KC Tint Works profits from partnership with bar and grill

Eric Martin is owner and operator of KC Tint Works at 6609 N. Oak Trafficway in Kansas City. The thing that Martin loves the most is seeing his customers smile and having a good time. He also enjoys helping his customers find that perfect aftermarket accessory for their car, truck or motorcycle.
Eric Martin is owner and operator of KC Tint Works at 6609 N. Oak Trafficway in Kansas City. The thing that Martin loves the most is seeing his customers smile and having a good time. He also enjoys helping his customers find that perfect aftermarket accessory for their car, truck or motorcycle.

Eric Martin was tinting windows two years before graduating from Park Hill high school in 1991. He turns 44 years old today, but at his core, Martin still considers himself a person who tints windows.

A walk through No. 9 Saloon bar and grill and into KC Tint Works – located together at 6609 N. Oak Trafficway in Kansas City – reveals an entrepreneurial side of Martin, too.

Martin moved KC Tint Works into its current location 26 months ago, and two months later, with a partner on the bar side, No. 9 Saloon opened, making it a unique combination of a tint and automobile accessory business along with a bar and grill.

“It works awesome,” Martin said. “People can come in, drop their vehicles off, but instead of dropping it off and leaving, they can have lunch. We have amazing food. You can catch a game and have a drink if you choose to. It really works hand in hand.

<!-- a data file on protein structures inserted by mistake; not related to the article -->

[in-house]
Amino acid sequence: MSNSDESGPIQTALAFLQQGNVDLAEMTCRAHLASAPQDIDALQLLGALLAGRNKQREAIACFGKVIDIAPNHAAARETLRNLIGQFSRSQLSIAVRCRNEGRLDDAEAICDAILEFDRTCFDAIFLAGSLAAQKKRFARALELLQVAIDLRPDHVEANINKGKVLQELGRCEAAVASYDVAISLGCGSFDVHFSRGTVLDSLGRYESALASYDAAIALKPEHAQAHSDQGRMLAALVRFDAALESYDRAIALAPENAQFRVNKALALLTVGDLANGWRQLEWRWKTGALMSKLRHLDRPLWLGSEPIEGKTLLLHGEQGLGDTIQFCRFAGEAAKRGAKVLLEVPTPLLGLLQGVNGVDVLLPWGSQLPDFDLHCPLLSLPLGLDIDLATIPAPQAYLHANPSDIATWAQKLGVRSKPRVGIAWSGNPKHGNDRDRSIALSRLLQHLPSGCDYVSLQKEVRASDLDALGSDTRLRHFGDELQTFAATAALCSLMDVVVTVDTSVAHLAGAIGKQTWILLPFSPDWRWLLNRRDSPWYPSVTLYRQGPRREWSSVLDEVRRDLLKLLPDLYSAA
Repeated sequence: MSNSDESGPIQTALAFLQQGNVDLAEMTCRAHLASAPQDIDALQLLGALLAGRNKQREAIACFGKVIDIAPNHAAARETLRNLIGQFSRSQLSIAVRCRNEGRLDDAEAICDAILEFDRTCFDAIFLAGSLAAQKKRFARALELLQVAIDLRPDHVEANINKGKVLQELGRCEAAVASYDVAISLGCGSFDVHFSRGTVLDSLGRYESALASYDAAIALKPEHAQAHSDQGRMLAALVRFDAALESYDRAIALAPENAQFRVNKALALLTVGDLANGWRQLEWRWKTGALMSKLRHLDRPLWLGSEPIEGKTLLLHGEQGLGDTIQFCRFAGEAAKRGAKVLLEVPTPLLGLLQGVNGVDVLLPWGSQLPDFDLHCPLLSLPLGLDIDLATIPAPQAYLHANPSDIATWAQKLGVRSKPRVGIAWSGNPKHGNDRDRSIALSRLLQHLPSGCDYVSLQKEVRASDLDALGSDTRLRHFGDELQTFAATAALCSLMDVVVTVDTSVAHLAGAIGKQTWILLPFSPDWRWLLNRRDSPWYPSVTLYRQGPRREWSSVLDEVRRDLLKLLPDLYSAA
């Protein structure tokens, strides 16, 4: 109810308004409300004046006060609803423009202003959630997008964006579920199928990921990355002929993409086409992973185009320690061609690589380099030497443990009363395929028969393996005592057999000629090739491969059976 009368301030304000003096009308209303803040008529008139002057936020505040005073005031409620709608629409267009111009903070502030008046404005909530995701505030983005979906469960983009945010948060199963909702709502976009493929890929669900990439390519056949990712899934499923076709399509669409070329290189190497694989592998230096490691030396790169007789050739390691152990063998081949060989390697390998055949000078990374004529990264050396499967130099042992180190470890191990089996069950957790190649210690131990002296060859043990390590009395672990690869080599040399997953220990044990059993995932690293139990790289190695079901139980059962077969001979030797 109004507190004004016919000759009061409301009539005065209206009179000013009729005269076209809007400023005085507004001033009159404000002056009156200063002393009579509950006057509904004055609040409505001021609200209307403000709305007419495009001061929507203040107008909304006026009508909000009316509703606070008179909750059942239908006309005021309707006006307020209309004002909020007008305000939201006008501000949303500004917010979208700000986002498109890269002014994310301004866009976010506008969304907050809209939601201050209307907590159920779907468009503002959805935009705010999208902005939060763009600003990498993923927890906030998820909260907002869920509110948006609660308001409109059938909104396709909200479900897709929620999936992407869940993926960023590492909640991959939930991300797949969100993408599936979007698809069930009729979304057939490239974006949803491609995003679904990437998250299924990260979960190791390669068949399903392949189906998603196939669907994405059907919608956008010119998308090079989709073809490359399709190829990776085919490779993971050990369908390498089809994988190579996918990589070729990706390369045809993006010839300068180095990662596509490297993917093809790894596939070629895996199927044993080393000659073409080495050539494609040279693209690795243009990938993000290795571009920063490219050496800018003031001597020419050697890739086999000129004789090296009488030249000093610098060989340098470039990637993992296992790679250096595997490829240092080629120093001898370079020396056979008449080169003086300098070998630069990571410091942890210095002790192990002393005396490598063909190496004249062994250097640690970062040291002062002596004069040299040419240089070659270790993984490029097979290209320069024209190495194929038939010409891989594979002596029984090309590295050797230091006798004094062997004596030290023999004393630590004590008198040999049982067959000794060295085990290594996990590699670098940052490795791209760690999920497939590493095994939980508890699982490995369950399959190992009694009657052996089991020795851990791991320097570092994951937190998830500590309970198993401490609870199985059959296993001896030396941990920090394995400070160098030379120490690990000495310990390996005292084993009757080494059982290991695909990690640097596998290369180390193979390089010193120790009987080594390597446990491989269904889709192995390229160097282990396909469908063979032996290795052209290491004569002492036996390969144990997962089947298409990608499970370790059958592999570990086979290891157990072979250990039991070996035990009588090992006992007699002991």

“We get a lot of compliments. I think there is one other operation like this. I think it is in Canada. All my vendors and sales reps, it is amazing to them. We also have live music. We do a lot of big events.

“My business partner in the bar is an entrepreneur as well. She owns a gel fingernail polish company. We are both on the same page.”

Martin has visions of expanding into other areas.

“The long-term goal is a tattoo shop and a fabrication shop,” he said. “I am all about self employed.”

When it comes to tinting windows, Martin said he has a great reputation in the Northland. He has been doing it since he was a teenager. He does residential and commercial window tinting. He has even traveled as far as Los Angeles to tint windows.

Martin employs seven others at KC Tint Works to tint car windows, among other things such as installing audio systems and wheels on motorcycles, cars and trucks, and doing wraps for vehicles.

To bring more awareness about what KC Tint Works is about, Martin had a large booth at the first-ever Boyd Coddington Garage All Speed Expo Nov. 21-22 at KCI Expo.

“I really believe that show is going to take off as more of a vendor show,” Martin said. “We will have the biggest booth again next year.

“My name is out there in the Northland. I have been in the Northland all my life. We went there (All Speed Expo) to gain more awareness because I did meet more people there. They might have known about No. 9 Saloon or KC Tint Works, but didn’t know the combination.”

It all started for Martin in 1989 when he started tinting windows. He also was into cars, estimating that he had 60 of them before graduating. But tinting was his passion.

“I worked for a couple of companies and knew there was a need for window tinting and honestly, it was very profitable,” Martin said.